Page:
The Way We Was

Homer: I got a problem. Once you stop this car, I’m gonna hug you, and kiss you, and then I’ll never be able to let you go.

It’s really easy to be sentimental, but doing it well is another job entirely. Get it wrong and it’s manipulative; get it right and it might be as honest and heartening a slice of life as you can find. The story of Homer and Marge meeting falls into the latter category. In fact, it might be Exhibit A in why Homer is a sympathetic character in spite of his flaws. This episode shows him as a teenager, and quite possibly even dumber than usual. However, it’s meeting Marge that causes his heart to open, and we get to see just how much uncynical unpretentious good nature is in there. Meanwhile, Marge learns that while Homer is dim-witted, he respects her a lot more than her actual prom date. Let’s say another big friendly hello to Jon Lovitz starring as Artie Ziff – an intelligent but emotionally stunted narcissist who tries to undress Marge in the car. Artie is funny and loathsome in all the right ways. He’s a realistic respectable dork who sees women as a challenge to be conquered, despite praising Marge’s feminist attitudes. Needless to say, his downfall is very satisfying indeed. In this sense, Homer’s simple-mindedness is his greatest asset. He may have lied to her in order to spend time with her, but he was also willing to put every ounce of effort he had into becoming his best self. (If you want a very simple analogy for Homer and Marge in this episode, look at Fry and Leela from Futurama. Even Matt Groening, the man who created all four of those characters, said that the similarities are striking in retrospect.) ‘The Way We Was’ might not be a laugh-riot but it really doesn’t have to be. It’s also one of those rare instances in which a Simpsons episode plays like a self-contained short film. You don’t need any additional information about these characters in order to understand them in this moment. Homer’s pain and joy of being young and in love, and Marge’s yearning to be respected for her intelligence and kindness – you know how that feels. That line that Homer says to Marge in the car – the one at the top of this paragraph. Who wouldn’t want to hear that from someone who has earned it, and who wouldn’t want to say it back and mean it. You don’t have to be a teenager or a baby-boomer or yellow to feel it.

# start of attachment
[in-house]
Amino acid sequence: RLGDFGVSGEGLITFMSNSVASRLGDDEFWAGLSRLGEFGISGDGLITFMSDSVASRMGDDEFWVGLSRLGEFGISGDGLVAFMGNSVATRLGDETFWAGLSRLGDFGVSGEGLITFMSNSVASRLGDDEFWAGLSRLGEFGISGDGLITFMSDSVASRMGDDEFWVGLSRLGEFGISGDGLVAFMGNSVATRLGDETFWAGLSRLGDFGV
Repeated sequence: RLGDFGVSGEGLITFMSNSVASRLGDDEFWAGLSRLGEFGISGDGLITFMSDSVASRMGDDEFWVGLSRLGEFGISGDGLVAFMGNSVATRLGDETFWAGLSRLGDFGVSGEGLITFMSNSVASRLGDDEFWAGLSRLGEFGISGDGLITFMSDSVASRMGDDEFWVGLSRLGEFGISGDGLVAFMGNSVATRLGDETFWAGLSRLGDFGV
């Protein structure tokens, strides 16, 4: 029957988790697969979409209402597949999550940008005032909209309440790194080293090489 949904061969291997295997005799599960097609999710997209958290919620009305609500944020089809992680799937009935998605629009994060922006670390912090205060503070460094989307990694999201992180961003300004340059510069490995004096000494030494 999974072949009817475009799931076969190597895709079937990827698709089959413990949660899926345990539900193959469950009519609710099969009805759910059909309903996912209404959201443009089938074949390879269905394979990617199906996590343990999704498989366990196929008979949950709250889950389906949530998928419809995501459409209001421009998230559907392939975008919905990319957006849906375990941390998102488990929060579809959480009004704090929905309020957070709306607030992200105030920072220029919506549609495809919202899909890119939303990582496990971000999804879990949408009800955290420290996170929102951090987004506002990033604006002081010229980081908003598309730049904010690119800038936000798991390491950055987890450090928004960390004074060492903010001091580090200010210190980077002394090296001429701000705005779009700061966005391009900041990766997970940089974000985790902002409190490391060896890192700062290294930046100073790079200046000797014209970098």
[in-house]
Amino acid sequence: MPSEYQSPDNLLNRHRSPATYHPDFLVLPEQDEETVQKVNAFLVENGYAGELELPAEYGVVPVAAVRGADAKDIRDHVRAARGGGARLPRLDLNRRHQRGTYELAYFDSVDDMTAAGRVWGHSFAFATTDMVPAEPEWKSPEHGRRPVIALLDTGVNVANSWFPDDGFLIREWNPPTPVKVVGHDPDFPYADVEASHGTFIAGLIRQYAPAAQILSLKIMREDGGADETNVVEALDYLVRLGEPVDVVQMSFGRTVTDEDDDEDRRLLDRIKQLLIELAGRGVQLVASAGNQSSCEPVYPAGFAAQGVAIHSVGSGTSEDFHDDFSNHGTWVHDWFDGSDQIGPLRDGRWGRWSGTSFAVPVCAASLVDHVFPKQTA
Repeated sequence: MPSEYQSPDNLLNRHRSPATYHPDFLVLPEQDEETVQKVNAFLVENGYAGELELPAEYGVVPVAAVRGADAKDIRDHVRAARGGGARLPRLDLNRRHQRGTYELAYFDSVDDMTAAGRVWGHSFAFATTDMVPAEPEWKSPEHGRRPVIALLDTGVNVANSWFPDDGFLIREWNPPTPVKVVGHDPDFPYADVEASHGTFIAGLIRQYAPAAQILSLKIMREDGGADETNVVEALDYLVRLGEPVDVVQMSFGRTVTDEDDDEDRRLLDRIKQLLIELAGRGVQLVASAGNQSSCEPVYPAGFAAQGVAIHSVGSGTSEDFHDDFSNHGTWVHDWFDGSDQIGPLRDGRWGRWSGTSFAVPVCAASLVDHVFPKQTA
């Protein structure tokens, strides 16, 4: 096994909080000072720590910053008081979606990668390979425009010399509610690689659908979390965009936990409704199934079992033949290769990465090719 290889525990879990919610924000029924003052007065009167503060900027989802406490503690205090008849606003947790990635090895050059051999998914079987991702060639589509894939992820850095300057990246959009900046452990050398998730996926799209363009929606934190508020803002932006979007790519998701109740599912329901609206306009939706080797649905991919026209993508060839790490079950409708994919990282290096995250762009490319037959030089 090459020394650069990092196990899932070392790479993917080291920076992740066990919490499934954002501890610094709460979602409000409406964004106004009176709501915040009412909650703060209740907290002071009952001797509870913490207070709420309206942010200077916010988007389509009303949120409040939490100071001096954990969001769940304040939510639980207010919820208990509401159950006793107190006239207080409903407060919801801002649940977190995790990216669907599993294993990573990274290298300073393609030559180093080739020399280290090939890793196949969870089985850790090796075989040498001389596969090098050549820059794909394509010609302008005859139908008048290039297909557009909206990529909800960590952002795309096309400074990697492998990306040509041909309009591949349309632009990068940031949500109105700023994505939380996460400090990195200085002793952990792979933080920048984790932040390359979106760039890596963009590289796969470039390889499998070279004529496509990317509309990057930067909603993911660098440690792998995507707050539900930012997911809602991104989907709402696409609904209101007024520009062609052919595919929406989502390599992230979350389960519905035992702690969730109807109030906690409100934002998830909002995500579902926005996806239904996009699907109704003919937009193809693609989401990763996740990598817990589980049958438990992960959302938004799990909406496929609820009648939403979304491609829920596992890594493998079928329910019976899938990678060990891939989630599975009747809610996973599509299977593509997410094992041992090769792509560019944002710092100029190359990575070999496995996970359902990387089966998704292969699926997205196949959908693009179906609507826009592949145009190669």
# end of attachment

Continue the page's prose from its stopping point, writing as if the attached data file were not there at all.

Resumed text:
A Star Is Burns

Homer (internally): Hmmm… Barney’s movie had heart, but football in the groin had a football in the groin…